1990 – an epic rugby final

Girl’s rugby – jumping high for the ball, Washington, April 2010

The 2010 Super 14 rugby final is going to be played at the Orlando Stadium, Soweto, tomorrow.

My thoughts drift back in time, 20 years ago….

I received a call from Ian McIntosh, the coach of the Natal rugby team. It was a week before the 1990 Currie Cup final against the Blue Bulls (Northern Transvaal), the powerhouse team of South African rugby. It was the centenary year of Natal rugby, and the team had only been in two previous finals (losing both). Ian asked me to help with the mental preparation of the team. He was an innovative coach and introducing a sports psychologist into a rugby team was unheard of; especially given the hard core attitude of rugby players at that time. So this was going to be a first.

The chips were stacked against the Banana Boys (Natal rugby had not yet acquired the Sharks tag, and were affectionately known as the Banana Boys because of the tropical climate and fruits grown in the region). They had been convincingly beaten twice by the Bulls in the season. The final was being played at Loftus Versfeld, home to the Bulls who were the holders of the trophy. They had a proud history of winning the Currie Cup; and had dominated the competition over the years. Man for man, the Bulls were vastly more experienced than the players in the Natal team. The Bulls were captained and controlled by the Springbok fly-half kicking genius, Naas Botha, who was a points scoring machine.

I remember walking into the hotel conference room to meet the team. It was Wednesday, 3 days before the final. Alone, I came face to face with the group of 20 hardened elite rugby players. I could feel some skepticism in the room, all eyes looking at me as if this was going to be a major test match for me. The roles had become reversed. They the spectators, watching and judging my every move. I, the performer, now doing the work that I had been trained for. The challenge for me was to join with the team in a way that was not going to create any resistance or rejection of our process together. If our process together was going to make a difference, then ‘I and them’ had to merge into a tightly knit we.

When meeting with teams, I try and co-evolve mental themes that have significance for the players. I remember starting to talk about this moment in time being a special moment, and that this moment together could never be repeated. The players looked at me and I could see that this theme was resonating with them. I asked a couple of questions around this theme and some players cautiously ventured out of the group malaise. As the confidence in the conversational process grew, more and more players added their unique voice to the theme of this is a ‘special moment’.

After about 45 minutes of conversation, I suggested that we do a relaxation and visualisation with music. These ideas were very new to the players, but I was happy that I had developed sufficient trust with the players for them to find a comfortable place in the room and lie down and close their eyes to follow the visualisation and music process.

I met the team again the next evening and I started the conversational process  by asking for some feedback about how they were feeling and if there were any important ideas that needed to be brought to the fore. The players were more energetic and forthcoming than the night before. As the conversational flow unfolded, ideas around the theme of seize the moment came together. Special moments needed to be seized. The team spoke about how this was going to occur. A variety of possible match scenarios were discussed and ideas were shared about what to do when certain on-the-field scenarios unfold. I told them a little about upward and downward spirals of performance, and the players worked out plans about their responses if a downward spiral started to unfold on the field.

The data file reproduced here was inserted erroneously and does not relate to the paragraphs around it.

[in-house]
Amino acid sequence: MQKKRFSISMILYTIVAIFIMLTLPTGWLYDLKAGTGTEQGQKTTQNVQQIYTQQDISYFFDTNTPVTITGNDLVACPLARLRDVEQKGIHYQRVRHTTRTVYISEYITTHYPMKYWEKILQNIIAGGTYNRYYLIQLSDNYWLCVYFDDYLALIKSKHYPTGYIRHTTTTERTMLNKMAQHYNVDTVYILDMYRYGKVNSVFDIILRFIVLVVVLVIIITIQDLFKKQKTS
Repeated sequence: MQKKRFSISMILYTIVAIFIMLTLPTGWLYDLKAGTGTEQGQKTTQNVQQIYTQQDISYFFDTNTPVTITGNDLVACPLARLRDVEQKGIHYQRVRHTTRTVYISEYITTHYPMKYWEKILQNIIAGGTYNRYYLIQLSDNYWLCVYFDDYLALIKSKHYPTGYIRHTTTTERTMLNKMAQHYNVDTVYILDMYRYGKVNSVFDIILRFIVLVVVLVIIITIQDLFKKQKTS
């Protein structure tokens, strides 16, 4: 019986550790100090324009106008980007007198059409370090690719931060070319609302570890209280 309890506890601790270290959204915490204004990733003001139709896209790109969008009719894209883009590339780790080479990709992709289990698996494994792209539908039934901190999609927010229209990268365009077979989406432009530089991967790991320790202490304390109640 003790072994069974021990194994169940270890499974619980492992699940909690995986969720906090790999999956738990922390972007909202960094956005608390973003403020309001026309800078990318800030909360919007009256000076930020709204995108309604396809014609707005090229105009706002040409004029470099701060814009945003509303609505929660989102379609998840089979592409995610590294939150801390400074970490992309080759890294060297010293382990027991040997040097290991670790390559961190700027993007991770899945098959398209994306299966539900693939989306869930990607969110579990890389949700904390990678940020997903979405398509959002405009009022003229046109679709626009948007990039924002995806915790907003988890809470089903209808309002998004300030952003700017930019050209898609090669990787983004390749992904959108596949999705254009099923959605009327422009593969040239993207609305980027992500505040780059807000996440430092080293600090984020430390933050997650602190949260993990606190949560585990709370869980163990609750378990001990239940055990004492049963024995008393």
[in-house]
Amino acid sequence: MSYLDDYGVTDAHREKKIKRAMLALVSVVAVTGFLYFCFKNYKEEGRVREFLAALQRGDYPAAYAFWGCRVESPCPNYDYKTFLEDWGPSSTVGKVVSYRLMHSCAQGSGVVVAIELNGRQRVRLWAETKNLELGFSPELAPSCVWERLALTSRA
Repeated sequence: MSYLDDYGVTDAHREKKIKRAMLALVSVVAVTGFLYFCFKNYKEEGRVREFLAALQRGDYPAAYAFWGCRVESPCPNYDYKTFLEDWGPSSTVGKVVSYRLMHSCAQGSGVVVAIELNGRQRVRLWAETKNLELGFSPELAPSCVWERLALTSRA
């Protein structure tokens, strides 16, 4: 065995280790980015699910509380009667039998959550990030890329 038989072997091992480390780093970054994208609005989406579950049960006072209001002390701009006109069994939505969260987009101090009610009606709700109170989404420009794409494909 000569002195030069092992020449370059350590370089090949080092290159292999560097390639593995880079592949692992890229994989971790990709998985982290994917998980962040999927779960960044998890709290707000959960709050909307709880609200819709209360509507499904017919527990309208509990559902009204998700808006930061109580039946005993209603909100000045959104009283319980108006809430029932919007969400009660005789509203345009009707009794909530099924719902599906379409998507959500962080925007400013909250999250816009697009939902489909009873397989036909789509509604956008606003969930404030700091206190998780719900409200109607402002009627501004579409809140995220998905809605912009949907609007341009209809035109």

As we ended our conversation, the players asked whether they could do another relaxation. It was obvious that they had felt the benefits of the process the previous evening and were again wanting to access their unique internal mental and emotional worlds that such a process offers.

I met the team for the last meeting on the night before the final. I was happy with what we had accomplished so far in such a short period of time. I felt that the players trusted me and that they had found the process meaningful. We had cemented our relationship, the I and them, was now a connective we. As I began the conversation I noticed a lot of happy, sparkling eyes looking at me. This provided me with the idea to the final part of the trilogy. While this was a special moment, and that each one needed to seize the moment, our hearts needed to enjoy the moment. This activated a light, fresh and joyful energy in the group. The seriousness and intensity of the upcoming final was now embedded in the joy of playing rugby because of the love of the game.

After completing the third relaxation with the team, I joined the team for a memorable supper.

I watched the match in the packed stands at Loftus Versfeld. I can still ‘see’ some of the significant moments in the match. I can still ‘hear’ the eerie stunned silence of disbelief  as the Bulls supporters left the stadium. I can still ‘taste’ the champagne that I drank from the golden Currie Cup as the team invited me into their change room to join in the celebrations of winning an epic final 18-12, against all odds.


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